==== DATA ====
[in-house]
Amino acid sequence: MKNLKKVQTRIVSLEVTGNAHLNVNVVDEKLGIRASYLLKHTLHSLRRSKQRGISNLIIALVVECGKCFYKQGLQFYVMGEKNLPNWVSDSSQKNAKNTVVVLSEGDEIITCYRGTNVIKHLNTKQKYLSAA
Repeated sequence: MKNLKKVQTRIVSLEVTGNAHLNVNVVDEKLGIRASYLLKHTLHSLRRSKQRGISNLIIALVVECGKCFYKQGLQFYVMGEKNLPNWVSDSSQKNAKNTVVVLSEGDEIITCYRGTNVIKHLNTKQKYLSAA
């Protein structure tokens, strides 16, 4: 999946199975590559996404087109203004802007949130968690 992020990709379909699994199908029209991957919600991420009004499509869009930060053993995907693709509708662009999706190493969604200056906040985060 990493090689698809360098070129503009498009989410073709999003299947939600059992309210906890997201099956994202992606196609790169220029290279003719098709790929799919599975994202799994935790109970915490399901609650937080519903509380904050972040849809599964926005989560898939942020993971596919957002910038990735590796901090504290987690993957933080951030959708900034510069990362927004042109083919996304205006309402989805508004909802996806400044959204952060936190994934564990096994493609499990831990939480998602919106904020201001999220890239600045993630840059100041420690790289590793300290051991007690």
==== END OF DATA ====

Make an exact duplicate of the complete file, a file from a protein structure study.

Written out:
[in-house]
Amino acid sequence: MKNLKKVQTRIVSLEVTGNAHLNVNVVDEKLGIRASYLLKHTLHSLRRSKQRGISNLIIALVVECGKCFYKQGLQFYVMGEKNLPNWVSDSSQKNAKNTVVVLSEGDEIITCYRGTNVIKHLNTKQKYLSAA
Repeated sequence: MKNLKKVQTRIVSLEVTGNAHLNVNVVDEKLGIRASYLLKHTLHSLRRSKQRGISNLIIALVVECGKCFYKQGLQFYVMGEKNLPNWVSDSSQKNAKNTVVVLSEGDEIITCYRGTNVIKHLNTKQKYLSAA
């Protein structure tokens, strides 16, 4: 999946199975590559996404087109203004802007949130968690 992020990709379909699994199908029209991957919600991420009004499509869009930060053993995907693709509708662009999706190493969604200056906040985060 990493090689698809360098070129503009498009989410073709999003299947939600059992309210906890997201099956994202992606196609790169220029290279003719098709790929799919599975994202799994935790109970915490399901609650937080519903509380904050972040849809599964926005989560898939942020993971596919957002910038990735590796901090504290987690993957933080951030959708900034510069990362927004042109083919996304205006309402989805508004909802996806400044959204952060936190994934564990096994493609499990831990939480998602919106904020201001999220890239600045993630840059100041420690790289590793300290051991007690």